What else do I want to say… I guess the entire human pursuit of trying to seek validation from others is fundamentally broken. I’m thinking now of Ribbonfarm’s Gervais Principle and how Sociopaths supposedly have to create arbitrary meaning for the others, because they’re somehow incapable of creating it for themselves. I don’t know how it happens. I guess we’re born clueless, we’re born in the zoo, and facing the actual indifference of reality is too shocking, too scary, that we’re willing to retreat to remarkably twisted and cruel zookeepers to get validation and treats. We all want validation and treats. It’s sickening when you think about it, but we go back to it over and over again. Because it’s familiar. Searching under Streetlights.

Ultimately there are no idols. Nobody knows what the fuck is going on. Some people have their heads screwed on better than others, some people are better at navigating shitstorms than others. But I can’t keep continuing to navigate based on worry and fear and shame and guilt, and I can’t keep depending on other people to help me decide how I should spend my time and what I should prioritize and so on. I guess as long as we’re in the suboptimal space where we’re still driven by shame and peer pressure and such, it makes sense to seek better peers. And as social animals we’re always going to be influenced by our peers. But ultimately my true North should be the work that I know in my heart I want to do. I just have to stop ignoring it, and stop enjoying the masochistic pain of Poor Little Me.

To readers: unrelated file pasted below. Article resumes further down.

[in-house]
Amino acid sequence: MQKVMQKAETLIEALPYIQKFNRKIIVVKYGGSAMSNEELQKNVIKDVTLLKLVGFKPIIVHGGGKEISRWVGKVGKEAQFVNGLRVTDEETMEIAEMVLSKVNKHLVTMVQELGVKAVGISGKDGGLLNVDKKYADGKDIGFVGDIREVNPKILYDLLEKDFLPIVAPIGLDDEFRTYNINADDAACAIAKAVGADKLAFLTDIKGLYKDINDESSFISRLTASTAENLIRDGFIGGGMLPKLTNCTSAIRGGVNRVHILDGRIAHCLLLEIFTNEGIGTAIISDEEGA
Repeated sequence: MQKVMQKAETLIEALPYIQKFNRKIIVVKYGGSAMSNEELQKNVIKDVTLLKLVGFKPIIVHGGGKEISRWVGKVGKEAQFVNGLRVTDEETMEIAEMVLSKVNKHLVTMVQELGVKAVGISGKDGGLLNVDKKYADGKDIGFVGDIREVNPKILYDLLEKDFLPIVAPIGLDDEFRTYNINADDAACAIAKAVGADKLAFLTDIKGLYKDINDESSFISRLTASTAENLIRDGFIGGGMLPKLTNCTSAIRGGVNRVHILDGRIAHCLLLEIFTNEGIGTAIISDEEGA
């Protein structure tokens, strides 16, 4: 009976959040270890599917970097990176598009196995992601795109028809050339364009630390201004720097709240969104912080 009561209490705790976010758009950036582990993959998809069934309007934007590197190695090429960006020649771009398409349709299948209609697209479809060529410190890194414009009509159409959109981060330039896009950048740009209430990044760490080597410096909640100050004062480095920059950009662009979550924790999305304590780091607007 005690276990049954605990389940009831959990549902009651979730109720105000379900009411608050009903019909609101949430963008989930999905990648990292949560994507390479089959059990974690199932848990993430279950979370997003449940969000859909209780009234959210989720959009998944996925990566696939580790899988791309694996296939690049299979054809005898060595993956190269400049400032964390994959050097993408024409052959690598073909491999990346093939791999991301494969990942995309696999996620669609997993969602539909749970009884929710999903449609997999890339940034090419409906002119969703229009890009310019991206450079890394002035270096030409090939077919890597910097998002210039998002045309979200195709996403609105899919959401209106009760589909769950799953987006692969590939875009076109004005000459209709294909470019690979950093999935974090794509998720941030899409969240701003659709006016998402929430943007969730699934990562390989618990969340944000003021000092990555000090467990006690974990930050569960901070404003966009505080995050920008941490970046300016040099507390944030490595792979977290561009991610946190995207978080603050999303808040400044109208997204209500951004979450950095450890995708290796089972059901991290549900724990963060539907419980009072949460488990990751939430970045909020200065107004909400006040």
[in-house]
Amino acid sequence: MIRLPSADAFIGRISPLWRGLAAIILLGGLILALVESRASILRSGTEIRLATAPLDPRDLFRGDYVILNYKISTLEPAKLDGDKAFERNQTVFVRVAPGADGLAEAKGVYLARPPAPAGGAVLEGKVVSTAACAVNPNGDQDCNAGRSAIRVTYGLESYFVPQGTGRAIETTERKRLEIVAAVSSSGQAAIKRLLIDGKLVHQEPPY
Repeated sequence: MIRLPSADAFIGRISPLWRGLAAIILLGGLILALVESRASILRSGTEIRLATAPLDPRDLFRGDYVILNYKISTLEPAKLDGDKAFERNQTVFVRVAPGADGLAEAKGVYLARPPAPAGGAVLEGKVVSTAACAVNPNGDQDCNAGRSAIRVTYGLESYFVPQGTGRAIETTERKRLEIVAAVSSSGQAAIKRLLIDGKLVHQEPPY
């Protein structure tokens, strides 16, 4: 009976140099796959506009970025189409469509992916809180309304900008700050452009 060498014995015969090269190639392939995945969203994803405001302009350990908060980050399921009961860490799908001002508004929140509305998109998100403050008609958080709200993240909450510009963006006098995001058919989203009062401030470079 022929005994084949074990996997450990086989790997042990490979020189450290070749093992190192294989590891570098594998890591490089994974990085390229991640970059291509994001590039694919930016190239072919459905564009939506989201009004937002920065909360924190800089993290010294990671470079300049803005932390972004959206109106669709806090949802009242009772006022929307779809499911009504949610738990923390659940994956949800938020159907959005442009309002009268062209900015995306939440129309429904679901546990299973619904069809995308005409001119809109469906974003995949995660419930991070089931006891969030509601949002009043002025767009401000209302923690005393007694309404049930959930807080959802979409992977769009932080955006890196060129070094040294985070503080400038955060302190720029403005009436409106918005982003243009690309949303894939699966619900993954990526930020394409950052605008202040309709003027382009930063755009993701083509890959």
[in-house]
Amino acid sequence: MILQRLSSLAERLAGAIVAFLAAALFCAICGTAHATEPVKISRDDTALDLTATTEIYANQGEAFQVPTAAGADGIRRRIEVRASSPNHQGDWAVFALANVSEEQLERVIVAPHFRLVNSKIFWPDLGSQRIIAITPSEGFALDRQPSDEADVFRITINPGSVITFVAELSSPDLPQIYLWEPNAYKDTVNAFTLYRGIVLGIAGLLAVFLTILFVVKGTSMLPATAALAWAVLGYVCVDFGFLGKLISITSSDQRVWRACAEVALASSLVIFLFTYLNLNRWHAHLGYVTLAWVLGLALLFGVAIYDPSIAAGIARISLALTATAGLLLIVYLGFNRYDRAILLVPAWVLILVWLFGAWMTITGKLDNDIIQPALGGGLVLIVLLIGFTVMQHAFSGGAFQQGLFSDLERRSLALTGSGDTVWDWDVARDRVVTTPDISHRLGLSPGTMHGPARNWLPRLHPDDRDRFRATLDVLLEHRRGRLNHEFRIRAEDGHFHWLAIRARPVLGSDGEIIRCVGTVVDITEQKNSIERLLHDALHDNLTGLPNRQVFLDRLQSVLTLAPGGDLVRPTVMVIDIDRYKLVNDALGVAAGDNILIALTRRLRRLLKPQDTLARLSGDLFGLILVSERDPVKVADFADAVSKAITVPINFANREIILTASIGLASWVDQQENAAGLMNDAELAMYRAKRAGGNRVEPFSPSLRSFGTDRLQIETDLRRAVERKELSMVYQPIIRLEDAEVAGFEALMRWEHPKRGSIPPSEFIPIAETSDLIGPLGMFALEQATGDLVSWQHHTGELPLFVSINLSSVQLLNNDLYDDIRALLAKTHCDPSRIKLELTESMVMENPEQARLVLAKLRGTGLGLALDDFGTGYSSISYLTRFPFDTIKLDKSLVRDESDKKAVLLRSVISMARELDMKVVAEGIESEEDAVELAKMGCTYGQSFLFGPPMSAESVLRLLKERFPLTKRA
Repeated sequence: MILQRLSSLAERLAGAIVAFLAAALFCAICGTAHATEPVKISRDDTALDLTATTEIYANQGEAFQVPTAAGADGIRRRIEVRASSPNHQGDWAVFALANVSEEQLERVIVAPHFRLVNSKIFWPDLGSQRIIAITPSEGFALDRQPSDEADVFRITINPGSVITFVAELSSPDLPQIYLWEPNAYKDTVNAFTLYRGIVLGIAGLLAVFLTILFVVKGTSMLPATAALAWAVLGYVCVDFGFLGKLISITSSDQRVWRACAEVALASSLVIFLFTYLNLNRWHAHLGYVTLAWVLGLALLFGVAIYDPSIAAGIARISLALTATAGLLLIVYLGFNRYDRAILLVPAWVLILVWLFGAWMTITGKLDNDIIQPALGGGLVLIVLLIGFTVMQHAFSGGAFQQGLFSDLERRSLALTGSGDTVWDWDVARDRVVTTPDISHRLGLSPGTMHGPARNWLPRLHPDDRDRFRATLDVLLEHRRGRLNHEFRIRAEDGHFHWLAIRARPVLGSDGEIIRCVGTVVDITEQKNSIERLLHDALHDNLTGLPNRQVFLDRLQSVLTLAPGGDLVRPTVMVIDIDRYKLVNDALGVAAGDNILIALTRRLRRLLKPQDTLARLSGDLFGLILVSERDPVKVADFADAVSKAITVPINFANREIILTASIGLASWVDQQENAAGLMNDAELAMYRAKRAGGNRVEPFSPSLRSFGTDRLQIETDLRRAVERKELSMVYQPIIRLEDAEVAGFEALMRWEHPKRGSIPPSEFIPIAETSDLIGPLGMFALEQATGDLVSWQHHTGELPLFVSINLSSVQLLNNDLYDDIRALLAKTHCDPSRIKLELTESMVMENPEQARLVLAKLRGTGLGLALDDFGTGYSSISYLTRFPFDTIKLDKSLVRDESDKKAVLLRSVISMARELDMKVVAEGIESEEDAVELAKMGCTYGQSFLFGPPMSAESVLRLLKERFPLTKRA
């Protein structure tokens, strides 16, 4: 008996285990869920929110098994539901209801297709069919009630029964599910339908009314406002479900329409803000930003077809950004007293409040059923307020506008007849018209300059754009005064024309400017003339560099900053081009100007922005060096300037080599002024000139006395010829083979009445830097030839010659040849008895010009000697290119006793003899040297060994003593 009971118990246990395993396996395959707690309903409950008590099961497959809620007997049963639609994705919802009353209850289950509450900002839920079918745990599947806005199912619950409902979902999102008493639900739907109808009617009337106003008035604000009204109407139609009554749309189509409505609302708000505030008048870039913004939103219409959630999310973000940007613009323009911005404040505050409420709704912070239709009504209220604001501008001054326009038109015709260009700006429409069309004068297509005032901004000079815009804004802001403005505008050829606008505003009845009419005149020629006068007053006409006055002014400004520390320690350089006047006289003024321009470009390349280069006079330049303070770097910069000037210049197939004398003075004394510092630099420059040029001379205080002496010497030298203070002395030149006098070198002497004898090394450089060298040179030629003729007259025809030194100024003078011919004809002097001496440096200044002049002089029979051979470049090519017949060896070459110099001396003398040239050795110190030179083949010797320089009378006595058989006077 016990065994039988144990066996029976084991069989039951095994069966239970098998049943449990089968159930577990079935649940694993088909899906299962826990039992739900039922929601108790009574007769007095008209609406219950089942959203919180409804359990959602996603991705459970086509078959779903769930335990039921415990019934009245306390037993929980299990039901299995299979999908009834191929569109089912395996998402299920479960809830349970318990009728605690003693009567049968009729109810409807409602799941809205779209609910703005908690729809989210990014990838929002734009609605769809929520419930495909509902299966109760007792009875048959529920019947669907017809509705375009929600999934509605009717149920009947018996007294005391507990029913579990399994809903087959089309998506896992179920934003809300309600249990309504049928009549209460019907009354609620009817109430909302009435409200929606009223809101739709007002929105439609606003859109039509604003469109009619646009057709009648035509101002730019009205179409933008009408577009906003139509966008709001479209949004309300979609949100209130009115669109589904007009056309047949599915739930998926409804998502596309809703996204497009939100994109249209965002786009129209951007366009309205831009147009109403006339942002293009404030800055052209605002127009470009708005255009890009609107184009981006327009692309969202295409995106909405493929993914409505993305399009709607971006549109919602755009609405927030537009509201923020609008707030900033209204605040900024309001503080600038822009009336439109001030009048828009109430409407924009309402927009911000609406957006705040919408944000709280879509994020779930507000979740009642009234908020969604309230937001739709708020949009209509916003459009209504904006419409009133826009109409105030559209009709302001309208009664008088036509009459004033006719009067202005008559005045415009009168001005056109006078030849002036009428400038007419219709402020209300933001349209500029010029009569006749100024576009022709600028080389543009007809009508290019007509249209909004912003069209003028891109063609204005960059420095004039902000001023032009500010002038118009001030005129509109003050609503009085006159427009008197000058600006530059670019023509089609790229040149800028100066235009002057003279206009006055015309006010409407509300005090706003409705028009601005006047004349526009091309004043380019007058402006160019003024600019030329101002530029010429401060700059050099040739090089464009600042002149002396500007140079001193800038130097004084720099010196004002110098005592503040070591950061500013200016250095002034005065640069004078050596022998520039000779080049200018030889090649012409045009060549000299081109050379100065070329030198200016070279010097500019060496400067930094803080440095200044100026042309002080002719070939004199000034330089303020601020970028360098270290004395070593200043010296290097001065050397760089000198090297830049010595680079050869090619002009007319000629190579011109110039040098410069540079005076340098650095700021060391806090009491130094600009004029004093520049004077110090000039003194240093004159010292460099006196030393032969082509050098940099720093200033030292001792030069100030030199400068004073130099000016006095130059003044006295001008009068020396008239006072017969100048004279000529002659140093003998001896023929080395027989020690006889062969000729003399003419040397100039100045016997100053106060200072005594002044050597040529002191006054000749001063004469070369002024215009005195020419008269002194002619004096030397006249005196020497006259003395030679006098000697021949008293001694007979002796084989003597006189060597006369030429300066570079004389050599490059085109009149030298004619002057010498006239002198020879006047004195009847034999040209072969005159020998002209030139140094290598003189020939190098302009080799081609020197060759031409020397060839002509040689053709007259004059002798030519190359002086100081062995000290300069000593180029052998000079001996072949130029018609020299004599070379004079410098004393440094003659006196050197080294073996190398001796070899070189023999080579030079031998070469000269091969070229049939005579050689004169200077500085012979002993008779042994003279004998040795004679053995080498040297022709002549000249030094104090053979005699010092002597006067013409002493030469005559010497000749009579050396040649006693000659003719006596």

[1] See, this is goo. It’s an unfounded hypothesis. I will have to refine and correct the hypothesis the moment somebody shows up with proper science. The annoying thing about prickly people is that they seldom just go “Hey, here’s a refinement of what you’re trying to get at”, but “WRONG. YOU ARE SO WRONG. OH MY GOD WHY ARE YOU SO DUMB.” I guess it’s easy to get personally offended whenever people don’t see things the way you do, or don’t have the context that you do, and so on. I wonder why I’m rambling on about this. I have some strong feels here, which is pretty interesting.

[2] Comedy and laughter seems to be one of the best ways to mainline truth into the brain. We laugh when something is unexpected, when the punchline takes us to a different destination. And we enjoy it somehow. We enjoy the rewiring, the redrawing of the navigation on the map. Which is interesting, don’t you think? I’m reminded of that brown dude’s comedy bit on Reverse Racism, and how it’s incredibly educational. All comedy is incredibly educational. We remember things when we laugh. So the way to remember something you want to remember is to make a joke out of it. Make it deeply personal, and make it funny by contrasting it against something else, draw a weird, funny mental picture that maps onto something real inside your own head, something meaningful and significant yet true. It’s hilarious that I worry and suffer because of my ego, because it makes me feel significant. It’s tragic hilarious. I should explore this thread further.